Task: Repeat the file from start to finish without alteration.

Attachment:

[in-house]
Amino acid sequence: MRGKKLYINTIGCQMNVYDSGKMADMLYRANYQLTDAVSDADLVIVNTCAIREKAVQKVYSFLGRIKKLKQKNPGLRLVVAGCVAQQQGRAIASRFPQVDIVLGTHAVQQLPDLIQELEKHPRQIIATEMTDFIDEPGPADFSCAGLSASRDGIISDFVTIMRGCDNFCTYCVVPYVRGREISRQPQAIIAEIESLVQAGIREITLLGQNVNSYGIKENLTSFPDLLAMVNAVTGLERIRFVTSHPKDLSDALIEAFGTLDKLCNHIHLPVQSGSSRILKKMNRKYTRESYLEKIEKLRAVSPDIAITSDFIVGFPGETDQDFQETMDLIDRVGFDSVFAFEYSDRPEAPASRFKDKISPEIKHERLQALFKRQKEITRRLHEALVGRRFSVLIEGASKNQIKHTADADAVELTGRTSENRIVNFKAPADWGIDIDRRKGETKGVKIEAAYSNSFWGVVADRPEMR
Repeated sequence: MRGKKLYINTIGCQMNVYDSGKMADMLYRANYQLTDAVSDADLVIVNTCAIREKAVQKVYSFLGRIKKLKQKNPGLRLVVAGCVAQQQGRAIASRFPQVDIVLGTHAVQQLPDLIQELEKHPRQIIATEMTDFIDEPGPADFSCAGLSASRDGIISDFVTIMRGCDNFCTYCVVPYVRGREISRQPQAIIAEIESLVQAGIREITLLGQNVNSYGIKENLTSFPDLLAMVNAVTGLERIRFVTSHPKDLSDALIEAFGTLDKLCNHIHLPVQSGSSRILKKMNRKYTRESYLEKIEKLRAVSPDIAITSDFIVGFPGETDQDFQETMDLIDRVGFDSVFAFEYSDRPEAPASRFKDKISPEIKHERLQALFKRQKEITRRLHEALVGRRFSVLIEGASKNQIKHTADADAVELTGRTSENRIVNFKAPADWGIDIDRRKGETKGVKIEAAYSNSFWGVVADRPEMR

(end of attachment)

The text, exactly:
[in-house]
Amino acid sequence: MRGKKLYINTIGCQMNVYDSGKMADMLYRANYQLTDAVSDADLVIVNTCAIREKAVQKVYSFLGRIKKLKQKNPGLRLVVAGCVAQQQGRAIASRFPQVDIVLGTHAVQQLPDLIQELEKHPRQIIATEMTDFIDEPGPADFSCAGLSASRDGIISDFVTIMRGCDNFCTYCVVPYVRGREISRQPQAIIAEIESLVQAGIREITLLGQNVNSYGIKENLTSFPDLLAMVNAVTGLERIRFVTSHPKDLSDALIEAFGTLDKLCNHIHLPVQSGSSRILKKMNRKYTRESYLEKIEKLRAVSPDIAITSDFIVGFPGETDQDFQETMDLIDRVGFDSVFAFEYSDRPEAPASRFKDKISPEIKHERLQALFKRQKEITRRLHEALVGRRFSVLIEGASKNQIKHTADADAVELTGRTSENRIVNFKAPADWGIDIDRRKGETKGVKIEAAYSNSFWGVVADRPEMR
Repeated sequence: MRGKKLYINTIGCQMNVYDSGKMADMLYRANYQLTDAVSDADLVIVNTCAIREKAVQKVYSFLGRIKKLKQKNPGLRLVVAGCVAQQQGRAIASRFPQVDIVLGTHAVQQLPDLIQELEKHPRQIIATEMTDFIDEPGPADFSCAGLSASRDGIISDFVTIMRGCDNFCTYCVVPYVRGREISRQPQAIIAEIESLVQAGIREITLLGQNVNSYGIKENLTSFPDLLAMVNAVTGLERIRFVTSHPKDLSDALIEAFGTLDKLCNHIHLPVQSGSSRILKKMNRKYTRESYLEKIEKLRAVSPDIAITSDFIVGFPGETDQDFQETMDLIDRVGFDSVFAFEYSDRPEAPASRFKDKISPEIKHERLQALFKRQKEITRRLHEALVGRRFSVLIEGASKNQIKHTADADAVELTGRTSENRIVNFKAPADWGIDIDRRKGETKGVKIEAAYSNSFWGVVADRPEMR